To evade fixity, it helps to embrace multimethod research. On consulting projects, I mix stakeholder meetings, user research and ethnography, surveys, analytics, and participatory design. I listen as my clients define scope and explain the problem, but nurture my inner contrarian and work to keep an open mind.
It’s overwhelming to absorb myriad sources of qualitative and quantitative data, but it enables me to wonder outside the box. What’s the problem? What’s the root cause? And what is it we hope to improve? Is it software, a Web site, a system, a service, a place, or an experience? Each frame opens a new window of opportunity. Discovery plus reflection leads to better goals.
I wasn’t always so mindful. As an entrepreneur in the 1990s, I had a growth mindset. I defined “Big Hairy Audacious Goals” and worked hard to achieve them.  Most years, our consulting firm more than doubled in income and staff, and it felt good. To create jobs, help clients, make the Web better for users, and profit all at the same time was great for my ego. It was easy to be addicted to growth and to see get bigger faster as the goal. I don’t have many regrets from those days, but I am grateful for the downturn that forced us to close. I’m happier and healthier now, because I realized the opportunity to slow down then.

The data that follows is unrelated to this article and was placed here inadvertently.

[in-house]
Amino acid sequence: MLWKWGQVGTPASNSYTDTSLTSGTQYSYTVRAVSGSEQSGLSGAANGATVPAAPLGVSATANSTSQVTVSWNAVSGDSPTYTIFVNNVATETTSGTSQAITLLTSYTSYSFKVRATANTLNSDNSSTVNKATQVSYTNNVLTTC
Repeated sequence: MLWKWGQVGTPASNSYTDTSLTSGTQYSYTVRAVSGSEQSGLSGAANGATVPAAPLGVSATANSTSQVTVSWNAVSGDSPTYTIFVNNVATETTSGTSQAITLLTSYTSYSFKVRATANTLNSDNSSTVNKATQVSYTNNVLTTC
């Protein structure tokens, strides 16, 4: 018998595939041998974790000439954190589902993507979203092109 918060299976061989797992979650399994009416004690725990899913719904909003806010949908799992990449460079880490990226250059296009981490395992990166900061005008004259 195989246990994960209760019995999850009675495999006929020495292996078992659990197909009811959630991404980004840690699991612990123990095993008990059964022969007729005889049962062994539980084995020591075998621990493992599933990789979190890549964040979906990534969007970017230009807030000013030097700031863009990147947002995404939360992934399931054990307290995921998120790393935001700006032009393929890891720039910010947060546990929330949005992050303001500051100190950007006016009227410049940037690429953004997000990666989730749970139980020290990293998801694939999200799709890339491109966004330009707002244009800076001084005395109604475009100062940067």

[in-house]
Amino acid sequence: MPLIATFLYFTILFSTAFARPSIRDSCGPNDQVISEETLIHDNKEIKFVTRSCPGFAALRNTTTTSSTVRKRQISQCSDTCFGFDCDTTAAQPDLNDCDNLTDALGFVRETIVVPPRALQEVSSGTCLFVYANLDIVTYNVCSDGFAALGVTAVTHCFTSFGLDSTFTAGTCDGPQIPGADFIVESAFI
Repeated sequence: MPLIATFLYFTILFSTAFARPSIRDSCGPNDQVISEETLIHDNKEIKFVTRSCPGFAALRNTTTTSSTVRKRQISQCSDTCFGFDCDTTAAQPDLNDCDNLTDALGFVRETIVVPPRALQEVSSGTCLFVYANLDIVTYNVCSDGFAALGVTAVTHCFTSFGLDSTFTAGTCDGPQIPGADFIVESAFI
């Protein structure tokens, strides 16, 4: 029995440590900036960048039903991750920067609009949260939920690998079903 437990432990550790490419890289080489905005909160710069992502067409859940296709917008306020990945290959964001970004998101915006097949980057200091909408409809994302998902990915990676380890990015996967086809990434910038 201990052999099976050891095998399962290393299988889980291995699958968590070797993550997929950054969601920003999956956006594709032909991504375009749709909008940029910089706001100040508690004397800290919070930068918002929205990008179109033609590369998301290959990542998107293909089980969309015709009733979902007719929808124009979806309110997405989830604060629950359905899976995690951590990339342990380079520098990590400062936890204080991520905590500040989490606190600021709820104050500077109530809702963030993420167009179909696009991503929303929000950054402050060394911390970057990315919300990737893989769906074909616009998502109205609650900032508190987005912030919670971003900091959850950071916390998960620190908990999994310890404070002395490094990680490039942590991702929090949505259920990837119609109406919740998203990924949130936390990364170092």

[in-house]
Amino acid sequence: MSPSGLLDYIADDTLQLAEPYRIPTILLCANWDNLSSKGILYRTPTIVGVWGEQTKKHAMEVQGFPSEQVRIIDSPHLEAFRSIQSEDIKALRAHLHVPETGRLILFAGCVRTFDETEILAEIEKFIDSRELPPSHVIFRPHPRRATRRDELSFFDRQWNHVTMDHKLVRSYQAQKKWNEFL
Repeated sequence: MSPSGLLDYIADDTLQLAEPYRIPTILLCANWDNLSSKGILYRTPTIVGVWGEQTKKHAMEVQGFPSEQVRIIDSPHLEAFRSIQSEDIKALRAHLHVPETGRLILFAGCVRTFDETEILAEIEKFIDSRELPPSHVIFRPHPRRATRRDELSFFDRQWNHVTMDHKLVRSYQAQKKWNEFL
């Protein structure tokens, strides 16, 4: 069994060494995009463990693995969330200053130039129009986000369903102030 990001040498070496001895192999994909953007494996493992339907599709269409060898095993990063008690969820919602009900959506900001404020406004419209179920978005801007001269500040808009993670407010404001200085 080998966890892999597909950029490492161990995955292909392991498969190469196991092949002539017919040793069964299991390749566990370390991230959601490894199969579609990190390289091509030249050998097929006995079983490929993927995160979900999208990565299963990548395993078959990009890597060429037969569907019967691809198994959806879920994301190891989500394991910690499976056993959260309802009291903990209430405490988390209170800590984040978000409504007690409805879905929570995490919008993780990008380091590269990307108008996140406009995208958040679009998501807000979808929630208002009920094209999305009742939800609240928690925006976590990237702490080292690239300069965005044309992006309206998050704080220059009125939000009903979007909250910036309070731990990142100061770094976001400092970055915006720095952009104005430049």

Our culture is defined by growth. We rate countries by gross domestic product and companies by market capitalization. We label people by grade, title, and income. We define goals and measure progress to achieve success. We’re inspired by Walt Disney who said “a person should set his goals as early as he can and devote all his energy to getting there”  and “all our dreams can come true, if we have the courage to pursue them.”  In Disney’s relentless quest to “make people happy,” he built a global empire that’s worth more than $150 billion.
In our pursuit of happiness, we heed the timeless words of management guru Peter Drucker who told us “if you can’t measure it, you can’t manage it.” We define key performance indicators (KPIs) and objectives and key results (OKRs) for business. And we use wearable sensors to track steps, calories, insulin levels, and the heart rates of individuals. The numbers keep us so busy, we fail to realize Drucker would never have said those words. The quote is also attributed to W. Edwards Deming, but what he really said is “it is wrong to suppose that if you can’t measure it, you can’t manage it—a costly myth.” 
Do you ever wonder why misquotations are so common? Is it sloth or greed? I suspect all seven deadly sins. To make a case for a goal, we’re seduced by the fit of words and symbols. I’d love to tell you “not everything that counts can be counted, and not everything that can be counted counts” is the wise counsel of Albert Einstein, but it’s not. The prevalence of misquotations affords a glimpse into the harmful side effects of goal setting. As the authors of Goals Gone Wild argue, the damages are far more serious and systematic than we realize.